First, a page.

Early mornings for elementary schoolers and extra sleep for older students will be the new norm for the 2021-2022 school year, the White Bear Lake school board decided at an April 16 special meeting. The change was adopted by a 5-2 majority vote.
Superintendent Wayne Kazmierczak stated that this change is critical to the social and emotional well-being of students. The district’s research and consultation with adolescent sleep specialists have shown that early start times are at odds with teenage sleep schedules. Teenage brain chemistry makes teens stay alert later into the night than younger children and waking up early in the morning to get to school forces many of them to work through a state of exhaustion at the expense of their learning ability.
Younger children are able to shift their sleep patterns more easily than teenagers, which accounts for the earlier 7:45 a.m. start time at all elementary schools except Matoska International. Matoska serves the entire breadth of the district, requiring more transportation time than the other schools.
The shift will also allow the district to implement a three-tiered transportation system, cutting seven buses from the school fleet and saving an estimated $600,000.
Board members Margaret Newmaster and Angela Thompson voted against the proposal, saying that the community had not had adequate time to adjust to the proposal and that there were still many unanswered questions.
“A lot of people talked about the lack of equity, and the burden was on marginalized or lower middle-income families who don’t qualify for free lunch, but they sure can’t afford extra day care,” Newmaster said. “And now there will be a long time in the afternoon and their siblings aren’t available.”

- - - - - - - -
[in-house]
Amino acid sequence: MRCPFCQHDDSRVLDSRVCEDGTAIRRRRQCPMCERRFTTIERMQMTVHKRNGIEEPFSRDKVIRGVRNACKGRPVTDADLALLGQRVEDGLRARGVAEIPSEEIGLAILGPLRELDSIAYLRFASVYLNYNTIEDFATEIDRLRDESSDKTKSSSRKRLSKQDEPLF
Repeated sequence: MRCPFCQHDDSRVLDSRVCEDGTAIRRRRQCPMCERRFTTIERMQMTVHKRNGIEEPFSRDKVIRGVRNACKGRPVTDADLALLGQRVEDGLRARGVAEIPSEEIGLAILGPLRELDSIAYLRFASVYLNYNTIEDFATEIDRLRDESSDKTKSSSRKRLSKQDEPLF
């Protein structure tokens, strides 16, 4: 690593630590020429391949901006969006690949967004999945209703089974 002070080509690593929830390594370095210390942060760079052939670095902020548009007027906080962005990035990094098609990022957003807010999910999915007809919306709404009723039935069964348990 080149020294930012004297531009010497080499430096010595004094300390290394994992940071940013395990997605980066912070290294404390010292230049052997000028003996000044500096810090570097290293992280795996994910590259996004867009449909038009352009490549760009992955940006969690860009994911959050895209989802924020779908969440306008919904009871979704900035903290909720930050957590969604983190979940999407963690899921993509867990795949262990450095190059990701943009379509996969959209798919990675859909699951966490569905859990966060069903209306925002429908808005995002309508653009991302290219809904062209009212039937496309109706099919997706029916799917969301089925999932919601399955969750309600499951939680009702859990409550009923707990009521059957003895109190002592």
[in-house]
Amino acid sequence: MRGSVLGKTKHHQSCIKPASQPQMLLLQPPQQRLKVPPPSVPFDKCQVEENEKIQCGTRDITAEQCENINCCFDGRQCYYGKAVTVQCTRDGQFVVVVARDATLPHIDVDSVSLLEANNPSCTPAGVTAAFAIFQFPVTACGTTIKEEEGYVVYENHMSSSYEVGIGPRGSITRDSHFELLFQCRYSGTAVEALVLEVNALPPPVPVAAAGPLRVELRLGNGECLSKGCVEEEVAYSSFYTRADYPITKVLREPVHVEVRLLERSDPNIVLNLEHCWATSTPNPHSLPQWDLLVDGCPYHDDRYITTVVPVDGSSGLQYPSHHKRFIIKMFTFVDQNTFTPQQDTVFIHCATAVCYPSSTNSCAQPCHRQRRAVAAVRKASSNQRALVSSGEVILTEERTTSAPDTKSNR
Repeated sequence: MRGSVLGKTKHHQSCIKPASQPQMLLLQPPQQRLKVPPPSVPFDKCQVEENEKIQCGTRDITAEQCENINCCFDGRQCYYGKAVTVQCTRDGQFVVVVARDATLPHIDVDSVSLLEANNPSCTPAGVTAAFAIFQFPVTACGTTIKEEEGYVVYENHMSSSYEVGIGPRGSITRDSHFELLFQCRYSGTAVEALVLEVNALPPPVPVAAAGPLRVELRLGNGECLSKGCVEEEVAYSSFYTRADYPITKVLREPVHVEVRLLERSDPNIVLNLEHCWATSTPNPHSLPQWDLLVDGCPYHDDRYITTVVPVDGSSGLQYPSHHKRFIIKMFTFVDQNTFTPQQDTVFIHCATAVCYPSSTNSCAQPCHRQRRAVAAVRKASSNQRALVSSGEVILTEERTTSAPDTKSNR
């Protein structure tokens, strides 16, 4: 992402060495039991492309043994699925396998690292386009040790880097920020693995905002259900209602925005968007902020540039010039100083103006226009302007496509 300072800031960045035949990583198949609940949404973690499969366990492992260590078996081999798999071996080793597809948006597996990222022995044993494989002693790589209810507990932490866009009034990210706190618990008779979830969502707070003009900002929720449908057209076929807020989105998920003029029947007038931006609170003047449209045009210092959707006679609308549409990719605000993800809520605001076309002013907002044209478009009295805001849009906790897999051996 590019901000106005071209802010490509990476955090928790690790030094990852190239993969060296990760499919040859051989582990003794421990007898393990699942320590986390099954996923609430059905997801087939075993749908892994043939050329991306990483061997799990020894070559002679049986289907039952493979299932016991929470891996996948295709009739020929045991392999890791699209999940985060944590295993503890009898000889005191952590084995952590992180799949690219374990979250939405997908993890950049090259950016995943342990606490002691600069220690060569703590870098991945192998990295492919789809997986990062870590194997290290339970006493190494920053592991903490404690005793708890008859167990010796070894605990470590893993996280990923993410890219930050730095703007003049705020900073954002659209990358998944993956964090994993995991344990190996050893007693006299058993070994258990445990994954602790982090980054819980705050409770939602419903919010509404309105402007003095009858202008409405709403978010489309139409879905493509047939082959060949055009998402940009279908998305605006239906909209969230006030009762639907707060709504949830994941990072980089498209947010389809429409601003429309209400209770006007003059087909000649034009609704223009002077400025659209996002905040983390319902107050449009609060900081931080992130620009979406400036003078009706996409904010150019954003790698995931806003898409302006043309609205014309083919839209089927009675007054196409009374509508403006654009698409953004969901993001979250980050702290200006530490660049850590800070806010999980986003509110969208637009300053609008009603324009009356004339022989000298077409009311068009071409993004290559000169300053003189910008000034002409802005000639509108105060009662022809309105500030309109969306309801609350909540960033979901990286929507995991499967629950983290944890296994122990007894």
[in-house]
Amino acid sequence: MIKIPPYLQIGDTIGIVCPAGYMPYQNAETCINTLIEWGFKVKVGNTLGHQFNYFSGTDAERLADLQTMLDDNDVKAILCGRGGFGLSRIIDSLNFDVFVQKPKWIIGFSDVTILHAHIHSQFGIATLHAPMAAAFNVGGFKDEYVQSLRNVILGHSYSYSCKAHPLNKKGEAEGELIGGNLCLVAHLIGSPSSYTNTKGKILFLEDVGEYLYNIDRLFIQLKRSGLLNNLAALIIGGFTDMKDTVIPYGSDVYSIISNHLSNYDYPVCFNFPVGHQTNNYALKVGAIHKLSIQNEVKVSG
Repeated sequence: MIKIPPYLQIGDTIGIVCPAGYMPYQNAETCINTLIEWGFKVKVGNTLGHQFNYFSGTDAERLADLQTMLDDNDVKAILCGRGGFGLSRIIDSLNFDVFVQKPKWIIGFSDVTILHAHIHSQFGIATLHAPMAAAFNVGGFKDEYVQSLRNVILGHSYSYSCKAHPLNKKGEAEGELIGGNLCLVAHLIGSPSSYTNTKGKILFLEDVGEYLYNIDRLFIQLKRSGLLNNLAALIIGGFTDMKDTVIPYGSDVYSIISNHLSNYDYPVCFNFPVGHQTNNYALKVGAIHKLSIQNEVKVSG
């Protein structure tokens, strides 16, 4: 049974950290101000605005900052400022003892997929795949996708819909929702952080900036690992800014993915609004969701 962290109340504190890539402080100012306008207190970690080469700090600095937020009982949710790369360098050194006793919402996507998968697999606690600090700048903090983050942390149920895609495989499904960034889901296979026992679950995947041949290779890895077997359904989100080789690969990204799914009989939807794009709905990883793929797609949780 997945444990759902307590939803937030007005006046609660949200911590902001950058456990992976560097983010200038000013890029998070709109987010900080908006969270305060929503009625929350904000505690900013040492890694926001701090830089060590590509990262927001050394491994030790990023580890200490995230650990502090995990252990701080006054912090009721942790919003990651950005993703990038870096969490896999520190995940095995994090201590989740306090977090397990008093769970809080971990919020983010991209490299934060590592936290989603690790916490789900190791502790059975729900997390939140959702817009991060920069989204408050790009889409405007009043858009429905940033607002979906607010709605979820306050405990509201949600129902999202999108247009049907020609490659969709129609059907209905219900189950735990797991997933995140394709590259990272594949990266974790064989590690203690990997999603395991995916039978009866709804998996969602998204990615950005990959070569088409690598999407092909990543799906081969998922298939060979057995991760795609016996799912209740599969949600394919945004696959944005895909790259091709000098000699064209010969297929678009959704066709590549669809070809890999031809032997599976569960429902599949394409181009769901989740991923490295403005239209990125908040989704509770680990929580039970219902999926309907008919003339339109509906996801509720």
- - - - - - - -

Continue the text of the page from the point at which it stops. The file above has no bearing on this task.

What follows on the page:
Newmaster thought there ought to have been a survey through community services inquiring how many families rely on sibling care. “More than one said the cost of the proposed slot that has to have day care is impacting us far more than the fact we voted for an increased property tax,” she said.
Many families also noted safety concerns for elementary students leaving in the early morning hours of the winter, waiting at bus stops in the dark.
Board member Deb Beloyed said the response she received from families has been split almost evenly between support for and opposition to the change.
“Part of our strategic plan going forward was to look at the research and to adjust our start and stop times based on the research. If I’ve got 50/50, the only thing I can rely on is the data,” she said. She suggested creating a community of parent networks within neighborhoods around bus stops for safety.
“A lot of this can be solved with getting together with different community members in our particular neighborhoods and saying hey, what can we do to help?” she said. “As a school district, we can’t make this perfect for everybody.”
Thompson, while originally excited about the change for high schoolers, said she was concerned that the middle school start time is too late, and that lower-income families will be disproportionately affected by the costs.
“I think this is going to cause more division in our community as it rolls out,” Thompson said. “Not everybody has a neighbor they can talk to. This whole last week has shown us how divided we are as a people. You might live in a neighborhood that you don’t feel comfortable talking to any of your neighbors. Or none of your neighbors are home; they all work. “
Thompson worried that families will have to stretch their budget to make child care work, at the expense of other essentials such as internet, electricity and even food.
“I feel like maybe we need more time and I know we don’t really have time,” Thompson said. “Because if we don’t do this, the budget is going to be affected, and something else is going to suffer because of it. It is another tough decision in a year full of tough decisions.”
Jessica Ellison is the only board member with elementary school children and shared that it is not an ideal choice for her family.
“It’s completely imperfect, but this is the solution out of all the imperfect solutions that will help move our district in a direction that will support our kids and families,” she said. “It is our responsibility as a board to make the best decision with all the evidence possible, which in this case includes families’ lives, kids’ education,